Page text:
6. Other sticks
Rods, Tala Wands
Rods and Wands are mostly bundled staffs from wood or bamboo. Sound and volume depend on the material used. You can fan out the end as with brushes and so influence pressure, sound and rebound.
Tala Wands are a new development of Steve Smith. They are made from a foam core around which thin wood or bamboo sticks are arranged. The whole is held together by a thin PVC coating. Tala Wands are excellent sticks for quiet gigs or to practice with. They make it possible for the drummer to play fast and aggressively at a reduced volume. Tala Wands have a realistic rebound for a light stick.
A definite classic. Brushes have fan-like arranged wires made of metal, They are simply adjusted by pulling them out, or pushing them in. Change the length and the firmness and by doing so the sound. Brushes also come in plastic, surprisingly plastic brushes are louder. Metal sounds cleaner in comparison.
For Jazz and Country music brushes are indispensable. To effectively use a brush you should play a coated drum skin. In general one would have a coated Ambassador on the Snare, and therefore no problem. Brushes are also very well suited for quiet play - but they have no rebound.
Timbale sticks originate from Latin American Percussion. They are perfectly straight with no tapering shoulder or head and are approx 16", or 40,5cm in length. Timbale sticks are available in different diameters. The thicker the stick the louder it is. Timbale sticks are mostly made from Hickory.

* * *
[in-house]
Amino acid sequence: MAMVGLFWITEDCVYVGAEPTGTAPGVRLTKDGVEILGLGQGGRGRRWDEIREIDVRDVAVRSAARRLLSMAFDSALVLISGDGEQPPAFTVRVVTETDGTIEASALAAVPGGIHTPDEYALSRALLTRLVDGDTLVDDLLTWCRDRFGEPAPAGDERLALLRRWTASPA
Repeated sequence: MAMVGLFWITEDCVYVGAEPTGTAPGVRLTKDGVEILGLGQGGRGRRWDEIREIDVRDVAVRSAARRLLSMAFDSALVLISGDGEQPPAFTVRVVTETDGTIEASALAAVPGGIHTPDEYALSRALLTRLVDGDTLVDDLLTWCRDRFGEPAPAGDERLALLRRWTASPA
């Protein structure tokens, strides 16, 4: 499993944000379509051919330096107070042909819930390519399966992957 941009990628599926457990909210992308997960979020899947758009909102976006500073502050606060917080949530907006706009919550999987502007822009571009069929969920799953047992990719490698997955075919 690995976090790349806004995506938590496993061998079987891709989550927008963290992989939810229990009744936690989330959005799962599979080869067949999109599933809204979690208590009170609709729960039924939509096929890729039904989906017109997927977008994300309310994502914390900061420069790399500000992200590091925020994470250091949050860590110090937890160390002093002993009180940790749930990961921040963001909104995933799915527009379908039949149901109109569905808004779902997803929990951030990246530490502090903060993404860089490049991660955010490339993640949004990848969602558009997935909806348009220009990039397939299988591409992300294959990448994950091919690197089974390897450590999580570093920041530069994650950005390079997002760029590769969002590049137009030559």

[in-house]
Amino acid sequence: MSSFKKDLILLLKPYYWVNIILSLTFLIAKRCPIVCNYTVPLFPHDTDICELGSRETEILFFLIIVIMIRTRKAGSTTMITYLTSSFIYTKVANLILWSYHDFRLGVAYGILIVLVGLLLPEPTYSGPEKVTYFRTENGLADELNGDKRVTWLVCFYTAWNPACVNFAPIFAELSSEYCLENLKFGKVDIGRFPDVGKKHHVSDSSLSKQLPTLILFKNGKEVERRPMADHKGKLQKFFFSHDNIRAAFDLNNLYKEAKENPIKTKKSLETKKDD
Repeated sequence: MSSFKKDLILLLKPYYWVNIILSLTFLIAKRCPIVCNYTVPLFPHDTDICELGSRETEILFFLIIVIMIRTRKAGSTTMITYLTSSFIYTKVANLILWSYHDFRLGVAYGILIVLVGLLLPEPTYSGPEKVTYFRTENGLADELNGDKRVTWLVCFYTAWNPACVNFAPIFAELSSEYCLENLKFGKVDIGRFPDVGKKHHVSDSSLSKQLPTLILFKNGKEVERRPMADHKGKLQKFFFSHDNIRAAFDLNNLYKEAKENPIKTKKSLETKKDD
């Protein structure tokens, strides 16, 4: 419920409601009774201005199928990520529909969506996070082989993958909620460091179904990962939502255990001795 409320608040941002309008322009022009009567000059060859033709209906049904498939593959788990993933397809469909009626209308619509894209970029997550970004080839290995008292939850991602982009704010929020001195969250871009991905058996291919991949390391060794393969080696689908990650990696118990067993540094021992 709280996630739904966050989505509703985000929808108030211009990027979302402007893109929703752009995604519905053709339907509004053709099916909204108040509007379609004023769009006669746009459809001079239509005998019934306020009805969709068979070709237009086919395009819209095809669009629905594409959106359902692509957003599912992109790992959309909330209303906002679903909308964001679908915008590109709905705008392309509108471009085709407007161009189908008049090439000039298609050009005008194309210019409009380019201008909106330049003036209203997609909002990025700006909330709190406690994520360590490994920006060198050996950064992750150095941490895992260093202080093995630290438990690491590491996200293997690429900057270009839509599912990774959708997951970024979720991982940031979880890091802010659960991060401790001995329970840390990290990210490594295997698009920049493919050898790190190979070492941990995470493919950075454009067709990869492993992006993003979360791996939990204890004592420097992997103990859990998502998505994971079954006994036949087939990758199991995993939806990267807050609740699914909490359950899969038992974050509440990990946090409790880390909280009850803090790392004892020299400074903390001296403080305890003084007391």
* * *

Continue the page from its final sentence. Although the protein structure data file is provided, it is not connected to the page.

Mallets are sticks with a beater at the end. They come in a variety of shapes to play on a diversity of instruments. The most commonly used materials are felt, yarn, wood, plastic and rubber.
The mallet is selected according to the size of the instrument, i.e. small instrument - small Mallets, large instrument - large Mallets.
The sound created by the bass drum beater, which actually is a mallet also, are listed below.
- more weight - deeper tone.
- less weight - more overtones.
- harder materials create clearer tones.
- soft materials are warmer.
- a large contact area makes for a dampened tone.
- a smaller contact area delivers a well defined punch.
Mallets can be used to produce a standing cymbal sound. For this a medium density felt head is a good idea. There are special combination sticks, with one regular end and a felt beater at the other.
Different instruments are played with different Mallets. Timpani Mallets have mostly a maple shaft with a exchangeable felt head. The keyboard percussions, xylophone etc.are played with yarn or wood Mallets.
It is a good idea to experiment with a set of different mallets. In this way you can experience the full sound spectrum of your instrument.